But what then! The Spaniards ended by violating this hospitality. For when they had finished their exploration, they enticed numerous natives by lies and tricks to visit their ships, and when the vessels were quickly crowded with men and women, they raised anchor, set sail, and carried these despairing unfortunates into slavery. By such means they sowed hatred and warfare throughout that entire peaceful and friendly region, separating children from their parents and wives from their husbands./ Nor is this all. Only one of the two ships returned, and of the other there has been no news. As the vessel was old, it is probable that she went down with all on board, innocent and guilty. This spoliation occasioned the Royal Council at Hispaniola much vexation, but it remained unpunished. It was first thought to send the prisoners back, but nothing was done, because the plan would have been difficult to realise, and besides one of the ships was lost.

These details were furnished me by a virtuous priest, learned in law, called the bachelor Alvares de Castro. His learning and his virtues caused him to be named Dean of the Cathedral of Conception, in Hispaniola, and simultaneously vicar and inquisitor. Thus his testimony may be confidently accepted. In describing the island of Taprobane under the dominion of Claudius, Pliny affirms that the information he received from the ambassador Bachia and his three companions, who were sent to Rome by the sovereign of the island because of the great fame of the Romans, should be confidently accepted. I do likewise, and whenever I am uncertain of my facts I cite my authorities. It is from Castro's report and after several enquiries into this seizure that we have learned that the women brought from that region wear lions' skins and the men wear skins of all other wild beasts. He says these people are white and larger than the generality of men. When they were landed, some of them searched among the rubbish heaps along the town ditches for decaying bodies of dogs and asses with which to satisfy their hunger. Most of them died of misery, while those who survived were divided amongst the colonists of Hispaniola, who disposed of them as they pleased, either in their houses, the gold-mines, or their fields.

Let us return to the country of these unfortunates, from which we have somewhat wandered. I believe this country is near that of Baccalaos, discovered by Cabot in the service of England some twenty-six years ago, or to the land of Bacchalais, of which I have already written at length. I shall now indicate their astronomical position, their religious rites, their products, and their customs. These countries appear to be situated the same distance from the pole, and under the same parallel as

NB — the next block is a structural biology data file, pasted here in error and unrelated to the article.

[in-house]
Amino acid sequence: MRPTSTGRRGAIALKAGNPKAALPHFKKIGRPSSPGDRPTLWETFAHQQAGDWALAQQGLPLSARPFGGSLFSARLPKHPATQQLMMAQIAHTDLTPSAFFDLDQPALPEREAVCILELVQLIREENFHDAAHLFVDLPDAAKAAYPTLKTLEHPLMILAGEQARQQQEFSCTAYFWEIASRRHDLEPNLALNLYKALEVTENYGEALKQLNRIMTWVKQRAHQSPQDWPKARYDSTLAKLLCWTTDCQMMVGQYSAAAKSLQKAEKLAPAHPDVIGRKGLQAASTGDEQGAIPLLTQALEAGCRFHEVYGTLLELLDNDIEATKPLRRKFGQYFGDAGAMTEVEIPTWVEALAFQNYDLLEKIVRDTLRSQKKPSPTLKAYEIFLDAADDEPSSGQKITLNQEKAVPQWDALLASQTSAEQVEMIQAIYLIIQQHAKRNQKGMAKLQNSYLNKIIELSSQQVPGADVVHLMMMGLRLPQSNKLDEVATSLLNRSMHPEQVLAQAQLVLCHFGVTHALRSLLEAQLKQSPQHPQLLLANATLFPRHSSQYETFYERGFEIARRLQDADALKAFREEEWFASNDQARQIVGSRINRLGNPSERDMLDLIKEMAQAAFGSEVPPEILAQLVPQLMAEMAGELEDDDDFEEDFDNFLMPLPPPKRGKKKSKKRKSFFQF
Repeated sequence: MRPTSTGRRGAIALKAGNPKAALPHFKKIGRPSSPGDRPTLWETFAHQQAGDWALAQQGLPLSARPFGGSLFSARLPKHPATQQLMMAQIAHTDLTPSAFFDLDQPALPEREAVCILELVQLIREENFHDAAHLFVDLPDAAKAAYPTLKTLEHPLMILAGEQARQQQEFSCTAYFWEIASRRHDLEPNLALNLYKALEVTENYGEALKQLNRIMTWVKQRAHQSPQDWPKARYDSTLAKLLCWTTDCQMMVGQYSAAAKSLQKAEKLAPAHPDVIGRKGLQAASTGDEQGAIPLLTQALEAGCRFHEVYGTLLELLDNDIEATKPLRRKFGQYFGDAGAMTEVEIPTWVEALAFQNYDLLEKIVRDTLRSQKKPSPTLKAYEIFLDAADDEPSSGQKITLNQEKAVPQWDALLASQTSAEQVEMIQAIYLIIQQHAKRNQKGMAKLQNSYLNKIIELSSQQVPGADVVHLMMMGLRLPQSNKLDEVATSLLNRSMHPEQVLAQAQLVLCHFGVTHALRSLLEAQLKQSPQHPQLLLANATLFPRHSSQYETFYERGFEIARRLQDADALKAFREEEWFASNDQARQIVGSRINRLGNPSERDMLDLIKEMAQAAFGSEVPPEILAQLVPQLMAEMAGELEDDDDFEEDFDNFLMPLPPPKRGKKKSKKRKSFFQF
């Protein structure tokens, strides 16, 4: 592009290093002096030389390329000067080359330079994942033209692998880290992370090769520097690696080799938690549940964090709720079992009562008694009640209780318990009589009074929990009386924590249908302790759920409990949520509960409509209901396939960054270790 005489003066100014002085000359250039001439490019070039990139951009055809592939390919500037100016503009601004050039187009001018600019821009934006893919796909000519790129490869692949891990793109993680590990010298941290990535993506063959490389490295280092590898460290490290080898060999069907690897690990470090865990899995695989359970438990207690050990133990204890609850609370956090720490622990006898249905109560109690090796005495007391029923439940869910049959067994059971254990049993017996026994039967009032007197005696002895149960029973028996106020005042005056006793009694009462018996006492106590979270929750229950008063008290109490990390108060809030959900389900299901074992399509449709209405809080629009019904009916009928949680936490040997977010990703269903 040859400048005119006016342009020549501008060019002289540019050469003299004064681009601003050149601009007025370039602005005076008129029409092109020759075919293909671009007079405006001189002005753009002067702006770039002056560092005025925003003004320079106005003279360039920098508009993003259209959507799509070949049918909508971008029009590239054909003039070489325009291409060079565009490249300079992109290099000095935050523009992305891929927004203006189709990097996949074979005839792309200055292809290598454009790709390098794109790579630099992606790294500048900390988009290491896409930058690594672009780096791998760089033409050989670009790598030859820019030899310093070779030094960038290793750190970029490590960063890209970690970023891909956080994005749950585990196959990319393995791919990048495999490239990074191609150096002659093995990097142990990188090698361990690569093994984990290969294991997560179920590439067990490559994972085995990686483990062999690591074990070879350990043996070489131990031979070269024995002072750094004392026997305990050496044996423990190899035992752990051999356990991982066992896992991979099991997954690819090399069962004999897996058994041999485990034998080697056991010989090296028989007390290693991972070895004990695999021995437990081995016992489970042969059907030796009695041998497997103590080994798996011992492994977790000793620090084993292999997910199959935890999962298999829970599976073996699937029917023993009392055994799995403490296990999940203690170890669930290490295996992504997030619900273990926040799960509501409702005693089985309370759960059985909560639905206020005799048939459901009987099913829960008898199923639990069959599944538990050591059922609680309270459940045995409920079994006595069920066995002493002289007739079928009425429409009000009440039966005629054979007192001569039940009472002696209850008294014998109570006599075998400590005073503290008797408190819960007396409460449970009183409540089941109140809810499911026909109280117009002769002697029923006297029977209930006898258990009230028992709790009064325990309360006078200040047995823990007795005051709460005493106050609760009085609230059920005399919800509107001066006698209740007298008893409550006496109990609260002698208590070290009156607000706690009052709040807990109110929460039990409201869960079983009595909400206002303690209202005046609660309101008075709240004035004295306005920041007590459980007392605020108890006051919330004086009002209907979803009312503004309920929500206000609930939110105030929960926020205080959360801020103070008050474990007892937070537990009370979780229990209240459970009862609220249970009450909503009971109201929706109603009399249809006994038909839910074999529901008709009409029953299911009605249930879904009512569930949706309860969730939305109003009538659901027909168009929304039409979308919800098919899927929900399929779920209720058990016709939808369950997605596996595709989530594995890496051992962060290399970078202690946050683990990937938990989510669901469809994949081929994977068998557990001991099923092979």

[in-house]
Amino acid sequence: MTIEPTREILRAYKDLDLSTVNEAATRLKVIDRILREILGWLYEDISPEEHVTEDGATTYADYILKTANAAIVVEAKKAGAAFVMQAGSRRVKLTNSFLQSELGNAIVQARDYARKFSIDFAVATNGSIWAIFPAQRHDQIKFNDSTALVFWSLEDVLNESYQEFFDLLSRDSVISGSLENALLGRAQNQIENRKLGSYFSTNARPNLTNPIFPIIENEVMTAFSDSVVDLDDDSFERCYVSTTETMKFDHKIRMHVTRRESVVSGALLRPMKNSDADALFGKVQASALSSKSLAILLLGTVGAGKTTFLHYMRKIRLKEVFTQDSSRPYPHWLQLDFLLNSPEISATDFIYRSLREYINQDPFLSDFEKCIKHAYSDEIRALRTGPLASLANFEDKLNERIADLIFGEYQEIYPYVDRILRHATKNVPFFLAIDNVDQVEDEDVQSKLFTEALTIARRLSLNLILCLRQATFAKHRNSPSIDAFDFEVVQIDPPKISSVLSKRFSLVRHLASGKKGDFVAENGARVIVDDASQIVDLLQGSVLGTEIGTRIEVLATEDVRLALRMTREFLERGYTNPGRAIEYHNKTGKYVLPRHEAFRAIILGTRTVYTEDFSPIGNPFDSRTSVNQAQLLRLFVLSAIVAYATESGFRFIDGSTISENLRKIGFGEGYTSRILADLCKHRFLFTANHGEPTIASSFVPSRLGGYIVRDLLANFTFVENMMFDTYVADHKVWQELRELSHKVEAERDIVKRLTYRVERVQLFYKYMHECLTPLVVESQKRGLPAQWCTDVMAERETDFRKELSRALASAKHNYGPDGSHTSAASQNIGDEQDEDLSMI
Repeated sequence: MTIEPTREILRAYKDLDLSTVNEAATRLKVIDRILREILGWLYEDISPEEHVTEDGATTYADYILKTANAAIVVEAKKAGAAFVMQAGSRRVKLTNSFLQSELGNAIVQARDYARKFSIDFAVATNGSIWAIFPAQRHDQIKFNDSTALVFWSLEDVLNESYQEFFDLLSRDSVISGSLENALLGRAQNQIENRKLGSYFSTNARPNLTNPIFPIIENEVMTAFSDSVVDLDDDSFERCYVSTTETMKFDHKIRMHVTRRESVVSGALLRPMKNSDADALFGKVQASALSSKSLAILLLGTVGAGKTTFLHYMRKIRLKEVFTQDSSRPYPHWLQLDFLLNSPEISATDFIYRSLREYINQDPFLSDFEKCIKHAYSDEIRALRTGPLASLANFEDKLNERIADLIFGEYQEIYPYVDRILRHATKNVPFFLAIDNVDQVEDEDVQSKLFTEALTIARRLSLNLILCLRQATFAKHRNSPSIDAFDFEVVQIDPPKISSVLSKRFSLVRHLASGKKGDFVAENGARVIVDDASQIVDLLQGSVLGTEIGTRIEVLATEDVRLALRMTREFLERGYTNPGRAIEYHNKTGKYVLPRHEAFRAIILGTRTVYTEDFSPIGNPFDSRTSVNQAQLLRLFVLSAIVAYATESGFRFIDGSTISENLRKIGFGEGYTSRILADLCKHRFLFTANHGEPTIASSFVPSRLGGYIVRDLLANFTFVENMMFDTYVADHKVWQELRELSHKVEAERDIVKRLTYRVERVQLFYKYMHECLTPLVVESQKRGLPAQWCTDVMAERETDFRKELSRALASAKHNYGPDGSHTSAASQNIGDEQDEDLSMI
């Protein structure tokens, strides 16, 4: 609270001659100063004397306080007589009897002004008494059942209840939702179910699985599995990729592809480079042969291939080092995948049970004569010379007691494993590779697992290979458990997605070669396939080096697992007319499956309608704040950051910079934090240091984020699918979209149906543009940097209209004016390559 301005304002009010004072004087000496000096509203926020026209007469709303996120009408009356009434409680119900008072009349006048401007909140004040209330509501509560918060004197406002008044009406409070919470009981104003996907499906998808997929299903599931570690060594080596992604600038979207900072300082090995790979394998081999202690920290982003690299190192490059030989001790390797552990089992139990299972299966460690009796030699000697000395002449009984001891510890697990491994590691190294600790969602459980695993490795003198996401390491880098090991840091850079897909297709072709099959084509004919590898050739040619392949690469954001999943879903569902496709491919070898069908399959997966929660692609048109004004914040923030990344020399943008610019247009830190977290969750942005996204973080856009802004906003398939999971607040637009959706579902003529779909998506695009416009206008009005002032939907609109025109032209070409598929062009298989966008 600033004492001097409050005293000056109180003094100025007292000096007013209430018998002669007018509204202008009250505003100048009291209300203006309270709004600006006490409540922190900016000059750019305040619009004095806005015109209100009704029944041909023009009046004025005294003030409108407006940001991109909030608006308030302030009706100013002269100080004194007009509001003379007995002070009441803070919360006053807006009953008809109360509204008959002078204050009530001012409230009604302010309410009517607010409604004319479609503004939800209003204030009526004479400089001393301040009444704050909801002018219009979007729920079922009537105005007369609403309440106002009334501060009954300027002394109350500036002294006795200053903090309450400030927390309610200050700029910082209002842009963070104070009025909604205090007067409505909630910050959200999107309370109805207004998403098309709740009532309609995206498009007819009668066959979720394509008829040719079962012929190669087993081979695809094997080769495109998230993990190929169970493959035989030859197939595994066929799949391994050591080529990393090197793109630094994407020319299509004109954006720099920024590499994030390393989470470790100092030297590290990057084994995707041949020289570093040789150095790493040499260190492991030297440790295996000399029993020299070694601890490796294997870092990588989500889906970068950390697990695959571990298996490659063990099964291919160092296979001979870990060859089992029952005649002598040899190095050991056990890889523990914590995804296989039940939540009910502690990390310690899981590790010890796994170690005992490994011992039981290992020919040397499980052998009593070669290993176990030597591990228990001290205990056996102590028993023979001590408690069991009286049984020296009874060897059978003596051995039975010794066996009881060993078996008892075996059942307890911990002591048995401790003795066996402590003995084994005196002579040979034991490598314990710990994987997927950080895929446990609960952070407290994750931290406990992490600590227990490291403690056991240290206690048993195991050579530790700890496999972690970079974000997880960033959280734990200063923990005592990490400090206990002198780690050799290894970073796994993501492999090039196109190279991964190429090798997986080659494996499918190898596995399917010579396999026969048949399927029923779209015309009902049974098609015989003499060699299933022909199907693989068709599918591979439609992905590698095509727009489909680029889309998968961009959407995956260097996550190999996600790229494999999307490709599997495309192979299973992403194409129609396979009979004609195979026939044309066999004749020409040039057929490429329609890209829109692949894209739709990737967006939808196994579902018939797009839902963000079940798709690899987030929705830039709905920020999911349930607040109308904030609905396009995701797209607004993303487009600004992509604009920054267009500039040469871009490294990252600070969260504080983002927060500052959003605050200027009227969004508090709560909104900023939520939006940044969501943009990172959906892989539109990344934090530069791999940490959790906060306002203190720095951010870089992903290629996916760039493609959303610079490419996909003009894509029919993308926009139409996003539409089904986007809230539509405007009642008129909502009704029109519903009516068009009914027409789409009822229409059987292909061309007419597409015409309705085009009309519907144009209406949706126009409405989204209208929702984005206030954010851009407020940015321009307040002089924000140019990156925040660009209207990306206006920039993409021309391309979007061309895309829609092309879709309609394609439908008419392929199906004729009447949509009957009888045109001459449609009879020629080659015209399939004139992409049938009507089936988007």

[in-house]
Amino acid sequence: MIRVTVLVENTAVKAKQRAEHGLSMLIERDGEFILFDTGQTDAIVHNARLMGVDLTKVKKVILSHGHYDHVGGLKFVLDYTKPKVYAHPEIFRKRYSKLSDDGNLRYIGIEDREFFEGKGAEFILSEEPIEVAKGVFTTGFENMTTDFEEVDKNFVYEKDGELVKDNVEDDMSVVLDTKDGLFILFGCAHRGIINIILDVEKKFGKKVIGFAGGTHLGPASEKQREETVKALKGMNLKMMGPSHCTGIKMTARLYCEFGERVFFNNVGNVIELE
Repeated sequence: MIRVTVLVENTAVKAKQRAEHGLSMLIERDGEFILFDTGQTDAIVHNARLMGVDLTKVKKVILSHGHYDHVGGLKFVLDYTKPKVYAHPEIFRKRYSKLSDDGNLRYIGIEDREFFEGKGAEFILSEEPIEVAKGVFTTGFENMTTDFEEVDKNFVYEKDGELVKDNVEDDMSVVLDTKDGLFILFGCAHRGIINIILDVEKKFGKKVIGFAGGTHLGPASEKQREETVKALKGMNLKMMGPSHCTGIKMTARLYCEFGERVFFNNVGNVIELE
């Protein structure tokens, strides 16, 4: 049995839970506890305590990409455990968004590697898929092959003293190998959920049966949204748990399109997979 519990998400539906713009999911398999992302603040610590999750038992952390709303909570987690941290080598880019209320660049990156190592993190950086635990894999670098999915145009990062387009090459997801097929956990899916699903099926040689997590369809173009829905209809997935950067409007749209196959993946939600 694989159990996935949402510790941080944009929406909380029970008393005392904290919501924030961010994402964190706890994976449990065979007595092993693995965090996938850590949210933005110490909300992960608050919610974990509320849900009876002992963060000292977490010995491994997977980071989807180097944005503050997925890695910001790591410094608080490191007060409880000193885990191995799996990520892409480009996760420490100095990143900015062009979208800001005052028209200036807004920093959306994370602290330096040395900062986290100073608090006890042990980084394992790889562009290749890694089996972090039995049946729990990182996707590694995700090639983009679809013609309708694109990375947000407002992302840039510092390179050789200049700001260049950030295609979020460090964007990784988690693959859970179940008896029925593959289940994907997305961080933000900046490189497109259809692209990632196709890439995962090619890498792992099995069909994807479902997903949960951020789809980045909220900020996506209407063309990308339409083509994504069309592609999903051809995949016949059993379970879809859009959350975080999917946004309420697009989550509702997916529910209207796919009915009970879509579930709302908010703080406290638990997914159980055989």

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Vandalia in Spain, commonly called Andalusia. The exploration of the country occupied but a few days. It extends a great distance in the same direction as the land where the Spaniards anchored. The first districts visited are called Chicorana and Duhare. The natives of Chicorana have a well-browned skin, like our sunburned peasants, and their hair is black. The men let their hair grow to the waist and the women wear theirs longer. Both sexes plait their hair and they are beardless; whether nature so created them or whether this is the result of some drug or whether they use a depilatory like the people of Temistitan, nobody can say. In any case they like to show a smooth skin.

I must cite another witness whose credit is not less among laymen than that of Dean Alvares amongst priests, namely the licenciate Lucas Vasquez Ayllon. He is a citizen of Toledo, member of the Royal Council of Hispaniola, and one of those at whose expense the two ships had been equipped. Commissioned by the Council of Hispaniola to appear before the Royal India Council, he urgently asked that he might be permitted to again visit that country and found a colony. He brought with him a native of Chicorana as his servant. This man had been baptised under the Christian name of Francisco united to the surname of his native country, Chicorana. While Ayllon was engaged on his business here, I sometimes invited him and his servant Francisco Chicorana to my table. This Chicorana is not devoid of intelligence. He understands readily and has learned the Spanish tongue quite well. The letters of his companions which the licenciate Ayllon himself showed to me, and the curious information furnished me by Chicorana, will serve me for the remainder of my narrative. Each may accept or reject my account as he chooses. Envy is a plague natural to the human race always seeking to depreciate and to search for weeds in another's garden.